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x1 = dot-product(y1,z1)

x2 = dot-product(y2,z2)

x3 = dot-product(y3,z3)

x4 = x1/(sqrt(x2)*sqrt(x3)

I can do x1,x2,x3 with the DPPS instruction and then use extractps. So 3 DPPS with 3 EXTRACTPS. Turns out I did not get any improvement in performance. To use lesser number of EXTRACTPS, I used BLENDPS.

x1_sse = dpps(y1,z1,241)

x2_sse = dpps(y2,z2,242)

x2_sse = blendps(x1_sse,x2_sse, 2);

x3_sse = dpps(y3,z3, 244)

x3_sse = blendps(x2_sse, x3_sse, 4)

storeps(x3_sse, x3_array)

x1 = x3_array[0]

x2 = x3_array[1]

x3 = x3_array[2]

Turns out there is no improvement from this either, infact a slight degradation. All loads and stores are aligned. I am using icpc -ipo -xT -O3 -no-prec-div -static -funroll-loops (so -fast without -ipo since -ipo does not work with SSE4.1 instructions). Any comments on how I could do this better or are these instruction latencies just too long for my use ? I guess I am dissapointed with the performance of the SSE 4.1 so far.

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icpc -xS supports automatic selection of SSE4.1 instructions, where the compiler deems them beneficial.dpps fully unrolled "vectorization" of an inner loop inhibits auto-vectorization of a containing loop, which would seem a likely application of it. In the case where traditional "re-rolling" of a long partially unrolled dot product loop avoids the compiler selection of dpps, that is the better way to full performance.

Much as ad writers love to getpaid forwriting about new instructions, more significant performance improvements of Penryn CPUs are realized in SSE2 code, for example, by the improved performance of IEEE divide and square root (both serial and parallel versions), and by the higher supported FSB ratings.

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vsachde,

Could you please clarify if x1, y1, and z1 are scalar or vector values?

From your pseudo-code it looks like the division and square root will be the bottleneck, not the dot-product. In my syntetic tests I have measured DPPS takes 3 clocks compared to 5 clocks for the SSE3 code with horizonatal add.

Can you post simple C code equivalent of your loop? Perhaps there is a better way to transform it.

Also, isn't the:

x1 / (sqrt(x2) * sqrt(x3))

The same as:

x1 / sqrt(x2 * x3)

?

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vsachde,

You should restructure your loop so you don't have if-then-else in it. Try to change from:

for (int i = 0; i < count; i++) { if (condition) { // do something } else { // do something else } }

To:

if (condition) { for (int i = 0; i < count; i++) { // do something } } else { for (int i = 0; i < count; i++) { // do something else } }

If possible of course.

As for the square root estimation, I doubt you will get better performance and you will most certainly lose precision. I definitely wouldn't waste time and effort on that unless you get paid for experimenting as well.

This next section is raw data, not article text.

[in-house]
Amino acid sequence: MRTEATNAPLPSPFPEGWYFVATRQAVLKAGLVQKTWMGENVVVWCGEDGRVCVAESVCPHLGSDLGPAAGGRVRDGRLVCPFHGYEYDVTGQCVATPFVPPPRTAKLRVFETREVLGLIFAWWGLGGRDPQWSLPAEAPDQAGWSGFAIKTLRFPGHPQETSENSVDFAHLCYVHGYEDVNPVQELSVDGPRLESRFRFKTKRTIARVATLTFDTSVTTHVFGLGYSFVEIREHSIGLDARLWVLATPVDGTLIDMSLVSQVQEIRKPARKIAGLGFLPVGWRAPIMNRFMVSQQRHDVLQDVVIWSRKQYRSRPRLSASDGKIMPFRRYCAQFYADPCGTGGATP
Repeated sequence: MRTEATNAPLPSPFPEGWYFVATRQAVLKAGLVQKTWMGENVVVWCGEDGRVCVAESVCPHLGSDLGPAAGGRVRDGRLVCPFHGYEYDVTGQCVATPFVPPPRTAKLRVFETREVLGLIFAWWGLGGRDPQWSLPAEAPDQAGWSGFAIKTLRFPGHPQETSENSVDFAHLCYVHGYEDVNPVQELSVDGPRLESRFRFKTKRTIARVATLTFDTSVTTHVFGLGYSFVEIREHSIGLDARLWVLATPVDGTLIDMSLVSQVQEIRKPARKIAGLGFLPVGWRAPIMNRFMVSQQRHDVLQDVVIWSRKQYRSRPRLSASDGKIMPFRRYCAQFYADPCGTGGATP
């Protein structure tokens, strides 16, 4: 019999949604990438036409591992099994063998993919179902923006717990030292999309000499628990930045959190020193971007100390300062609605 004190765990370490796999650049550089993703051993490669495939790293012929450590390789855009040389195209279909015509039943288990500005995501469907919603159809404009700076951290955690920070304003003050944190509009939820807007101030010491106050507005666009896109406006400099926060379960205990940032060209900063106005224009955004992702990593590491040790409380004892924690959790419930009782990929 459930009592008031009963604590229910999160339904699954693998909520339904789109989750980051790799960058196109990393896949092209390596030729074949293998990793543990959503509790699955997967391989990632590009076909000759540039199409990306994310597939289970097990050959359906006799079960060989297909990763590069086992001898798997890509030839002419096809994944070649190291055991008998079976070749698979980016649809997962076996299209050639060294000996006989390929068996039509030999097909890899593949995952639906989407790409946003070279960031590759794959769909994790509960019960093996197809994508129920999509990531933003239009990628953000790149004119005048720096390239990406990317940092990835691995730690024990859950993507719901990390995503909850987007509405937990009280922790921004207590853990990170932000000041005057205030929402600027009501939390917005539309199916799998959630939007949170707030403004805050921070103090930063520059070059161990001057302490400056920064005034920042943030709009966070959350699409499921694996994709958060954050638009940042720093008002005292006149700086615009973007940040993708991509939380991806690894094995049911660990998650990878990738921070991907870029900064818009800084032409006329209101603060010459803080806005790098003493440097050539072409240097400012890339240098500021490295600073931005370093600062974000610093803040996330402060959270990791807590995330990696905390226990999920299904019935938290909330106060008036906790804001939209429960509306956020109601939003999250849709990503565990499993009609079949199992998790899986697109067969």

What I would do though is make it two or three pass — try to precalculate x2 * x3 and store it into an aligned array and then use vectorized sqrt and divide loop on it in the second pass.

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The compilers default to use of rsqrtps instructions plus iteration for vectorization on account of the slowness of sqrtps on earlier CPU models. Even then, the gain was largely in the ability to pipeline other operations so as to take advantage of the many cycles spent performing sqrt and divide.

As Igor said, the big potential gain is in finding a strategy to vectorize the reciprocal sqrt. If you do that with Intel compilers, you can simply switch compile options between prec-div on and off to try rsqrtps vs IEEE accurate method.

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That's right, since:

result = x1 / sqrt(x2 * x3)

Is the same as:

result = x1 * (1.0f / sqrt(x2 * x3))

The general idea is to transform that into:

result = x1 * RSQRTPS(x2 * x3)

If it gives you enough precision for your particular case.

Of course, it would be for the best if that transformation is done at the language level (by writing compiler friendly code) just as tim18 said.

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*- x[i+1] > .05*max_i). that is why the compiler cannot really pick this up that easily. I would probably have to get in there and do it manually, and then make sure that the precision is within acceptable bounds. Thanks for ur replies. If u have any more thoughts, keep them coming.*

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vsachde,

-no-prec-div won't do anything unles you make division and square root vectorizable as I suggested. As for the condition, you could also try precalculating x* - x[i + 1] and putting the results into another array so that comparison can be vectorized. If the code is extremely complex compiler won't be able to do it but you may try doing it with intrinsics after you do what I am suggesting. For example, you can calculate both branches of if-then-else and then blend the result according to vectorized comparison.*

I am sorry, but without seeing full loop code I simply can't give you more usefull suggestions.

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*- x[i + 1] and putting the results into another array is what i m going to do now.*

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